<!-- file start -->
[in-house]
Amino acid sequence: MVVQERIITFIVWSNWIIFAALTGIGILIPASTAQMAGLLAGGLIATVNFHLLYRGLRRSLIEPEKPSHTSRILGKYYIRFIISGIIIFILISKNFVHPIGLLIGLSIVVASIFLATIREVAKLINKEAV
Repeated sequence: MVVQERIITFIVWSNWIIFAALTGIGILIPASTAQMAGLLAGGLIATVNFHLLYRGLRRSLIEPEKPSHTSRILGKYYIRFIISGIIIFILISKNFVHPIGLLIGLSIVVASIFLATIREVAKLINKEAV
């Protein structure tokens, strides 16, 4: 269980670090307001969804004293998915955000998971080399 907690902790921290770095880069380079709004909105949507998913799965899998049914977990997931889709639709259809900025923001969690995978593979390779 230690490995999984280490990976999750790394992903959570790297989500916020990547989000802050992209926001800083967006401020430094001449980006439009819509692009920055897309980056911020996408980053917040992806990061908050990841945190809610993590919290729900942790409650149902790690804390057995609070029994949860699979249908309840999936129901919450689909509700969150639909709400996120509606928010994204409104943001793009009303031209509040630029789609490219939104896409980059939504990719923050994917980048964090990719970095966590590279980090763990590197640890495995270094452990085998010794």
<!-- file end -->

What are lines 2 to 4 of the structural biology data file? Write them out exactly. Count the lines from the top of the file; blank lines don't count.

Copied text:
Amino acid sequence: MVVQERIITFIVWSNWIIFAALTGIGILIPASTAQMAGLLAGGLIATVNFHLLYRGLRRSLIEPEKPSHTSRILGKYYIRFIISGIIIFILISKNFVHPIGLLIGLSIVVASIFLATIREVAKLINKEAV
Repeated sequence: MVVQERIITFIVWSNWIIFAALTGIGILIPASTAQMAGLLAGGLIATVNFHLLYRGLRRSLIEPEKPSHTSRILGKYYIRFIISGIIIFILISKNFVHPIGLLIGLSIVVASIFLATIREVAKLINKEAV
């Protein structure tokens, strides 16, 4: 269980670090307001969804004293998915955000998971080399 907690902790921290770095880069380079709004909105949507998913799965899998049914977990997931889709639709259809900025923001969690995978593979390779 230690490995999984280490990976999750790394992903959570790297989500916020990547989000802050992209926001800083967006401020430094001449980006439009819509692009920055897309980056911020996408980053917040992806990061908050990841945190809610993590919290729900942790409650149902790690804390057995609070029994949860699979249908309840999936129901919450689909509700969150639909709400996120509606928010994204409104943001793009009303031209509040630029789609490219939104896409980059939504990719923050994917980048964090990719970095966590590279980090763990590197640890495995270094452990085998010794």